Software-wise, some references for Allwinner R16 Parrot board can be found in mainline Linux. Allwinner also released Linux based Tina OS for the processor on Github a few weeks ago.

Thanks to Zoobab for the tip.

Hacking ARM TrustZone / Secure Boot on Amlogic S905 SoC

October 6th, 2016 4 comments

Amlogic S905 processor used in many Android TV boxes and ODROID-C2 development board implements ARM TrustZone security extensions to run a Trusted Execution Environment (TEE) used for DRM & other security features.

amlogic-s905-security

He explains the steps they went through and how they managed to exploit vulnerability to bypass secure boot in a detailed technical blog post.

They first started by looking for info in Amlogic S905 datasheet, but most info about TrustZone had been removed from the public version. So not that much help here except a potential address for BOM Root (ROMBOOT_START   0xD9040000). The next step was to connect the UART pins in order to access the serial console, but he could not read the BootROM from there most probably because you can’t access secure code from an non-secure memory.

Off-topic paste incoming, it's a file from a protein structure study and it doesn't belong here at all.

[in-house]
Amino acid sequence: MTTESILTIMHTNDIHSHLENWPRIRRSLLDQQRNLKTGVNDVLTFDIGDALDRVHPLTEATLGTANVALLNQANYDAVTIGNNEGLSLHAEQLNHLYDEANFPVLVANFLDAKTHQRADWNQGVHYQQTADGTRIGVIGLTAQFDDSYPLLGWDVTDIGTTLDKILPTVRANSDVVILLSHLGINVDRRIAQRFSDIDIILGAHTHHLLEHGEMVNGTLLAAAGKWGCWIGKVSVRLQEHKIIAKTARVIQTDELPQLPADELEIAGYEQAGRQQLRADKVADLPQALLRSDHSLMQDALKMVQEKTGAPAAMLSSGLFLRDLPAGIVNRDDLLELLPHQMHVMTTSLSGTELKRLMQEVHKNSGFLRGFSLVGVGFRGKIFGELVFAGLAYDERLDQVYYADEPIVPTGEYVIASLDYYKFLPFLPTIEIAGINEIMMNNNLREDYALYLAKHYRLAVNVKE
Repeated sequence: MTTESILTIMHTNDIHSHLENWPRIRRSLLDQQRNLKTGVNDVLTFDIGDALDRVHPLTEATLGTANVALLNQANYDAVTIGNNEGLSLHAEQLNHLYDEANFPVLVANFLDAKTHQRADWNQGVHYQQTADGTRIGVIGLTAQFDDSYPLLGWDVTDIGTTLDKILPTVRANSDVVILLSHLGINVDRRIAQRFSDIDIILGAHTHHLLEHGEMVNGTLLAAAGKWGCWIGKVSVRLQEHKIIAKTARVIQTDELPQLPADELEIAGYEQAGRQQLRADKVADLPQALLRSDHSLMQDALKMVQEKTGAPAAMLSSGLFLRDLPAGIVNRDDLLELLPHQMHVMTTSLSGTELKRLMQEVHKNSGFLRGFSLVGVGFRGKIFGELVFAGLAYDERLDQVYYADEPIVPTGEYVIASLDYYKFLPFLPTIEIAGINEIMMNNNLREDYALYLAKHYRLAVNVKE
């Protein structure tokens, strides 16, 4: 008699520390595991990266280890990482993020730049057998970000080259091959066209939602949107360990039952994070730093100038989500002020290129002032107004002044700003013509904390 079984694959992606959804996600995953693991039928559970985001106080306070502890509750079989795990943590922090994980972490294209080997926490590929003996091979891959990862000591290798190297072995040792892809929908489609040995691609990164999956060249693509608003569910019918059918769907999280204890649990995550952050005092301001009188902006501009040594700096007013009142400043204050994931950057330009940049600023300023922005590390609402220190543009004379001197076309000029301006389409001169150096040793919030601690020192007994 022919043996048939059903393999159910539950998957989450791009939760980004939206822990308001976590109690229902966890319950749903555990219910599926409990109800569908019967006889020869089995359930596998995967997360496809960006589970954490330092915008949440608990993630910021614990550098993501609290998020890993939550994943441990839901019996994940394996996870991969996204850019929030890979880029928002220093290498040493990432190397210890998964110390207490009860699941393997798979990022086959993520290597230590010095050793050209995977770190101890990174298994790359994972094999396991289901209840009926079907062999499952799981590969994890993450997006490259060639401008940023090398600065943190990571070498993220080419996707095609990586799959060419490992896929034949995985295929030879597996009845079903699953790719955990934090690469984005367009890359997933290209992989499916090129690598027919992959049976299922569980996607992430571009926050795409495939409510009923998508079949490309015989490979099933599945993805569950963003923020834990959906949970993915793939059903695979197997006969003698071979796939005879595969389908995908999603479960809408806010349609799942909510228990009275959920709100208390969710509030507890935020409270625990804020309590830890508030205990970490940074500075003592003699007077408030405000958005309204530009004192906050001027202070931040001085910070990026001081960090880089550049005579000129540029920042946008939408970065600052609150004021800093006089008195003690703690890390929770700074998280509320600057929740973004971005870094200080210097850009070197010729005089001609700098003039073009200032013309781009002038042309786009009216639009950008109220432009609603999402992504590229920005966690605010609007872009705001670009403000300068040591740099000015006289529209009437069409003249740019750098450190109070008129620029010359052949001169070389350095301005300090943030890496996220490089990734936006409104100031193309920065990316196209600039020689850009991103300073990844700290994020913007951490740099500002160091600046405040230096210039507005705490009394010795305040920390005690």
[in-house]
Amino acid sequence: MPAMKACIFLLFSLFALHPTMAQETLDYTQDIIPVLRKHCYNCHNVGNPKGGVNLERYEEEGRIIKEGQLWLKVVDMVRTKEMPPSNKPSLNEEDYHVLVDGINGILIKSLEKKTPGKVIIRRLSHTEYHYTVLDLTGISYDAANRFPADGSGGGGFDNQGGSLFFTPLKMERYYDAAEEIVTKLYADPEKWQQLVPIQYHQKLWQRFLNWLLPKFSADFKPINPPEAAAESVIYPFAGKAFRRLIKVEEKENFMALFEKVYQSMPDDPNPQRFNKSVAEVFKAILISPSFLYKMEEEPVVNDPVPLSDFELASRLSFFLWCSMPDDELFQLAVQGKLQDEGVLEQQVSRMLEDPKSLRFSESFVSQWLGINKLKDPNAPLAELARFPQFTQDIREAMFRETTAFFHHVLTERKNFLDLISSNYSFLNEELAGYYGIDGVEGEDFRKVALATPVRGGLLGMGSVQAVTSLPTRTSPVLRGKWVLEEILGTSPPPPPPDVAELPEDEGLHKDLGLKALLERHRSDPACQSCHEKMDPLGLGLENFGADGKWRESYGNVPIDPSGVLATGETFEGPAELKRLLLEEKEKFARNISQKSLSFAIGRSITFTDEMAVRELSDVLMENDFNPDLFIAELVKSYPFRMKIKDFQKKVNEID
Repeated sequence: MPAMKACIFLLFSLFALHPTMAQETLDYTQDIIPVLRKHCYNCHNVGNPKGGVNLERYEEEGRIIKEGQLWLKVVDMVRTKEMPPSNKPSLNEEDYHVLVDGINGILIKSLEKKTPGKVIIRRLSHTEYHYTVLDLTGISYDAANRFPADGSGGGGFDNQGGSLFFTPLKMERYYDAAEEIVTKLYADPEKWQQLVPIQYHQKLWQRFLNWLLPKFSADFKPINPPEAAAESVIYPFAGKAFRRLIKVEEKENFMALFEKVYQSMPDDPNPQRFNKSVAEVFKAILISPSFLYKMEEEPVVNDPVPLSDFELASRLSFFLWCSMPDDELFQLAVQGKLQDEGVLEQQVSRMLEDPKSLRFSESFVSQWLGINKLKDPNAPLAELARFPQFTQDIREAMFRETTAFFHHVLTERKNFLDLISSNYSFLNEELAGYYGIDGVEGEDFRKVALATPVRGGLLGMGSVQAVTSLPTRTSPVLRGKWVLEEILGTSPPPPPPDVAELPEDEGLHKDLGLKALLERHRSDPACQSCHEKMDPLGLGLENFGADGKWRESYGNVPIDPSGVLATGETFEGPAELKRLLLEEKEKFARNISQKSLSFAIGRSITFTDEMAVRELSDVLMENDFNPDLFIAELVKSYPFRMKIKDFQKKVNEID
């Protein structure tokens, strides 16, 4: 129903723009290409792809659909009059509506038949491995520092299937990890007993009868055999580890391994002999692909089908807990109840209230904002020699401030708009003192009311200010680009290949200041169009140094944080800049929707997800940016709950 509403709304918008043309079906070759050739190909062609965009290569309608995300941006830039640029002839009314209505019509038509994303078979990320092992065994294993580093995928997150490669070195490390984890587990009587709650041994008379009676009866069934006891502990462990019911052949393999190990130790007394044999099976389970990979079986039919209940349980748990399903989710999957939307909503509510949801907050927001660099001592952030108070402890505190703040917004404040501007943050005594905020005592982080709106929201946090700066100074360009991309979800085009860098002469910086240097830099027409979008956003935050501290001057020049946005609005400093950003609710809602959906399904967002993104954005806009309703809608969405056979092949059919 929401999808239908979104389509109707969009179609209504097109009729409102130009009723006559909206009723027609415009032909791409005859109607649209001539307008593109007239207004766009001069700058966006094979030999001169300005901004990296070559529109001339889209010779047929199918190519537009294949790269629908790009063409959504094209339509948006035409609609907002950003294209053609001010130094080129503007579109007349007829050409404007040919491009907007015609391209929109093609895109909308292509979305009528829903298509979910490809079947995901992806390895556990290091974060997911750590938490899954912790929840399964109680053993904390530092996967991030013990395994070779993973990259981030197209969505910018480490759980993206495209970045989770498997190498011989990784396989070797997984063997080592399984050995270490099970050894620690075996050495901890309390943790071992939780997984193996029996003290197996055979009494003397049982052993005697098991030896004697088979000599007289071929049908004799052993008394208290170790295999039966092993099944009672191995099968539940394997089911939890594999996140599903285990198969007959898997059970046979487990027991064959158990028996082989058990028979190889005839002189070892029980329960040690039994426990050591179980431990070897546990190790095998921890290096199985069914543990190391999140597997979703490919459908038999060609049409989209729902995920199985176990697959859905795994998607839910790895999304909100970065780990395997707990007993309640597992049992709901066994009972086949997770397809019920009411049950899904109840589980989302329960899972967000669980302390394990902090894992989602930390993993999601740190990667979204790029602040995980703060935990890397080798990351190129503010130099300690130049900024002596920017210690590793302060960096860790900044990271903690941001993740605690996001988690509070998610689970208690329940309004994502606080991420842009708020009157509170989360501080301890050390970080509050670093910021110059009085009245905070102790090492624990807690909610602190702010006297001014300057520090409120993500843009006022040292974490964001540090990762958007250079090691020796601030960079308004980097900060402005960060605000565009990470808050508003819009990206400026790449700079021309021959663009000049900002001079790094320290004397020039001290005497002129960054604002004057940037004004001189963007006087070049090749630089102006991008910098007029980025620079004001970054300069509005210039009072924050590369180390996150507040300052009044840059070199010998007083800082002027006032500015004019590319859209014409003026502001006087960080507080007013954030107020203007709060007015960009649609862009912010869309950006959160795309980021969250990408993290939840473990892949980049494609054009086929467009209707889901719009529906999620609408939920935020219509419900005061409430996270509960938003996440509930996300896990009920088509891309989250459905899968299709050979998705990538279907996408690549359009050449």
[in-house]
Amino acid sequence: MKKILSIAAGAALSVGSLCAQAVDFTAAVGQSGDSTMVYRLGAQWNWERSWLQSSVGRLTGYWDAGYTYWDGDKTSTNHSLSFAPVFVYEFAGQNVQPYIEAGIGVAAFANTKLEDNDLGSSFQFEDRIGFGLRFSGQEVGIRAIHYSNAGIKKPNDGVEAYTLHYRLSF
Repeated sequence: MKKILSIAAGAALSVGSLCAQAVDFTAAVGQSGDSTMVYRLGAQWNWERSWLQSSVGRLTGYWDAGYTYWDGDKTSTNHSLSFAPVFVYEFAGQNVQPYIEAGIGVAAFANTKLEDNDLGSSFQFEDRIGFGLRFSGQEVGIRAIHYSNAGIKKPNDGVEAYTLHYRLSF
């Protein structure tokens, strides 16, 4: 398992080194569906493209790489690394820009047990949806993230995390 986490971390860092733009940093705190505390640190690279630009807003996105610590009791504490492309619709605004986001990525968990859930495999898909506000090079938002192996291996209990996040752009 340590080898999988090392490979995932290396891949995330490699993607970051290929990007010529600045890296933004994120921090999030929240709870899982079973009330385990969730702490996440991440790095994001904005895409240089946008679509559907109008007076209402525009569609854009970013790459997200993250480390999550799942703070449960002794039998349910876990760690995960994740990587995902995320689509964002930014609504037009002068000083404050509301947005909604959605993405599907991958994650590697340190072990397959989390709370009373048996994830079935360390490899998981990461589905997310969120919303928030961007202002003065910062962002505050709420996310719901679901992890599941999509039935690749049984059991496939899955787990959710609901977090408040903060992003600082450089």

However, a closer look at the boot log lead them to find the bootloaders were based on the ARM Trusted Firmware (ATF) reference implementation, which include BL1x (BootROM in SoC), BL2, and BL3x bootloaders as shown in the diagram below.

arm-trusted-firmware-architecture